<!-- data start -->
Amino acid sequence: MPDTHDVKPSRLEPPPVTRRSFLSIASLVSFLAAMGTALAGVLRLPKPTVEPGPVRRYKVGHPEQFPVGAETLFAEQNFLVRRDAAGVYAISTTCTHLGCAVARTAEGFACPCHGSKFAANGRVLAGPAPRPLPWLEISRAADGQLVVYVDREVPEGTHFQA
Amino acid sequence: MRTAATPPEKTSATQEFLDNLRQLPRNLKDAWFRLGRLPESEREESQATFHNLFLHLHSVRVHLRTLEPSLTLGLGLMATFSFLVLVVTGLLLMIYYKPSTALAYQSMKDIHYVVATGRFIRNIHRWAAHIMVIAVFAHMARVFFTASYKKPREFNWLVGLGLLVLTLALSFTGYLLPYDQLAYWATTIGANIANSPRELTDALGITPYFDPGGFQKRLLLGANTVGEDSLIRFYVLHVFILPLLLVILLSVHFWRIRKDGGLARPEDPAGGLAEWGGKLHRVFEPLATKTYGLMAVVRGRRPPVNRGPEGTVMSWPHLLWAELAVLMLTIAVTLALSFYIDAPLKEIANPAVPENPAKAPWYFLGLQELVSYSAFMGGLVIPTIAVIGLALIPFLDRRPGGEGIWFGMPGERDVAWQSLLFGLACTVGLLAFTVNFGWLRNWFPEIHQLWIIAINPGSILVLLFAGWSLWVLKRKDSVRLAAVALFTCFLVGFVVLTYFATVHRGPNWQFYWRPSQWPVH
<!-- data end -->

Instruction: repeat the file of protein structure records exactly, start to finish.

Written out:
Amino acid sequence: MPDTHDVKPSRLEPPPVTRRSFLSIASLVSFLAAMGTALAGVLRLPKPTVEPGPVRRYKVGHPEQFPVGAETLFAEQNFLVRRDAAGVYAISTTCTHLGCAVARTAEGFACPCHGSKFAANGRVLAGPAPRPLPWLEISRAADGQLVVYVDREVPEGTHFQA
Amino acid sequence: MRTAATPPEKTSATQEFLDNLRQLPRNLKDAWFRLGRLPESEREESQATFHNLFLHLHSVRVHLRTLEPSLTLGLGLMATFSFLVLVVTGLLLMIYYKPSTALAYQSMKDIHYVVATGRFIRNIHRWAAHIMVIAVFAHMARVFFTASYKKPREFNWLVGLGLLVLTLALSFTGYLLPYDQLAYWATTIGANIANSPRELTDALGITPYFDPGGFQKRLLLGANTVGEDSLIRFYVLHVFILPLLLVILLSVHFWRIRKDGGLARPEDPAGGLAEWGGKLHRVFEPLATKTYGLMAVVRGRRPPVNRGPEGTVMSWPHLLWAELAVLMLTIAVTLALSFYIDAPLKEIANPAVPENPAKAPWYFLGLQELVSYSAFMGGLVIPTIAVIGLALIPFLDRRPGGEGIWFGMPGERDVAWQSLLFGLACTVGLLAFTVNFGWLRNWFPEIHQLWIIAINPGSILVLLFAGWSLWVLKRKDSVRLAAVALFTCFLVGFVVLTYFATVHRGPNWQFYWRPSQWPVH